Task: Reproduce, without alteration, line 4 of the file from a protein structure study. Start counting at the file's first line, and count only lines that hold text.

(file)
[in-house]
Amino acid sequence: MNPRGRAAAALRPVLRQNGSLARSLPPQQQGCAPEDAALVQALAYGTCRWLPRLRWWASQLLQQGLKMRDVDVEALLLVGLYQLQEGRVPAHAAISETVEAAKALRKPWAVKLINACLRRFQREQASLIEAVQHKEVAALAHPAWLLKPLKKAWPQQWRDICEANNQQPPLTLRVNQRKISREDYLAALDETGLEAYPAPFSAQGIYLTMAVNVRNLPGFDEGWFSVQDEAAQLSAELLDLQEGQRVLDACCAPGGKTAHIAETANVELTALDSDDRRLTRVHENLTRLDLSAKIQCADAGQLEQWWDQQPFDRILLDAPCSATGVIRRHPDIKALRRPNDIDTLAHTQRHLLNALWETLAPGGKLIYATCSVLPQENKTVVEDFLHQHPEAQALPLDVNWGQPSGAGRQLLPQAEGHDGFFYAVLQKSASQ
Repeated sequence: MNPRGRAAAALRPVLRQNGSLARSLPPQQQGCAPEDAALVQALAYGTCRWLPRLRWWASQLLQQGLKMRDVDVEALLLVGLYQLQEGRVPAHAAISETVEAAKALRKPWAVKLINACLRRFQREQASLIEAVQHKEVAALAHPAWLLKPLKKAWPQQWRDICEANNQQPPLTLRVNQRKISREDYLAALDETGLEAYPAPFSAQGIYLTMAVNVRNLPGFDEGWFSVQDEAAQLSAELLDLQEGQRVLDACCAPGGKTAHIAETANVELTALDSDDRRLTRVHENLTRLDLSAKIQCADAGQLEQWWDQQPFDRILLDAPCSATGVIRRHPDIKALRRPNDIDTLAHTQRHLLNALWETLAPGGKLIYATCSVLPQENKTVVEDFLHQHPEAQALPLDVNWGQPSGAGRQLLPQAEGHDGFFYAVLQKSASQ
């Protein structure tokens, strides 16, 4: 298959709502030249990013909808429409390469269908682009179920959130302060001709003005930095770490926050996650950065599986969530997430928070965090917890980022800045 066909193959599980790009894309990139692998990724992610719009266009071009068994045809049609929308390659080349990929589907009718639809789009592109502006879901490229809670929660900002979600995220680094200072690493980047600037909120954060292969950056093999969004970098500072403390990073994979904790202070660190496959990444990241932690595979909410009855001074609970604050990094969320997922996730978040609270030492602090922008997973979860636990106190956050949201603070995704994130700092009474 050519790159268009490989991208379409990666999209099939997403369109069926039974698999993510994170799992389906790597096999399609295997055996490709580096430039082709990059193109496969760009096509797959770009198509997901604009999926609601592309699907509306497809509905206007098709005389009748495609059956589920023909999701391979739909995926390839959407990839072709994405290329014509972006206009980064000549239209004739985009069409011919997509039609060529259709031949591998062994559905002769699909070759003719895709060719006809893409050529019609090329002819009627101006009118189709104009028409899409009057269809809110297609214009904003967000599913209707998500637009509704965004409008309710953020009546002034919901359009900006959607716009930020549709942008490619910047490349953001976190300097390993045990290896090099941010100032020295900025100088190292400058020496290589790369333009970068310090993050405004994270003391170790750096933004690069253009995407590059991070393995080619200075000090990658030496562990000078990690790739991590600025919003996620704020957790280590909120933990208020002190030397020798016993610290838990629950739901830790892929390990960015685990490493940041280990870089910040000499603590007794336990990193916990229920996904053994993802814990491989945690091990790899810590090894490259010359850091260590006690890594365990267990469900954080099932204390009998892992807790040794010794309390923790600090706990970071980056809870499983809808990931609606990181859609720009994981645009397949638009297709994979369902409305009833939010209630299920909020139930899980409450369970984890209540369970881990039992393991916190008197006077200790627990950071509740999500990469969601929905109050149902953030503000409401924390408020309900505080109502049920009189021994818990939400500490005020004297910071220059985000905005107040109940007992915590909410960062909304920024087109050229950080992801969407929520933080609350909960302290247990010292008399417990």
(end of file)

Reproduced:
């Protein structure tokens, strides 16, 4: 298959709502030249990013909808429409390469269908682009179920959130302060001709003005930095770490926050996650950065599986969530997430928070965090917890980022800045 066909193959599980790009894309990139692998990724992610719009266009071009068994045809049609929308390659080349990929589907009718639809789009592109502006879901490229809670929660900002979600995220680094200072690493980047600037909120954060292969950056093999969004970098500072403390990073994979904790202070660190496959990444990241932690595979909410009855001074609970604050990094969320997922996730978040609270030492602090922008997973979860636990106190956050949201603070995704994130700092009474 050519790159268009490989991208379409990666999209099939997403369109069926039974698999993510994170799992389906790597096999399609295997055996490709580096430039082709990059193109496969760009096509797959770009198509997901604009999926609601592309699907509306497809509905206007098709005389009748495609059956589920023909999701391979739909995926390839959407990839072709994405290329014509972006206009980064000549239209004739985009069409011919997509039609060529259709031949591998062994559905002769699909070759003719895709060719006809893409050529019609090329002819009627101006009118189709104009028409899409009057269809809110297609214009904003967000599913209707998500637009509704965004409008309710953020009546002034919901359009900006959607716009930020549709942008490619910047490349953001976190300097390993045990290896090099941010100032020295900025100088190292400058020496290589790369333009970068310090993050405004994270003391170790750096933004690069253009995407590059991070393995080619200075000090990658030496562990000078990690790739991590600025919003996620704020957790280590909120933990208020002190030397020798016993610290838990629950739901830790892929390990960015685990490493940041280990870089910040000499603590007794336990990193916990229920996904053994993802814990491989945690091990790899810590090894490259010359850091260590006690890594365990267990469900954080099932204390009998892992807790040794010794309390923790600090706990970071980056809870499983809808990931609606990181859609720009994981645009397949638009297709994979369902409305009833939010209630299920909020139930899980409450369970984890209540369970881990039992393991916190008197006077200790627990950071509740999500990469969601929905109050149902953030503000409401924390408020309900505080109502049920009189021994818990939400500490005020004297910071220059985000905005107040109940007992915590909410960062909304920024087109050229950080992801969407929520933080609350909960302290247990010292008399417990």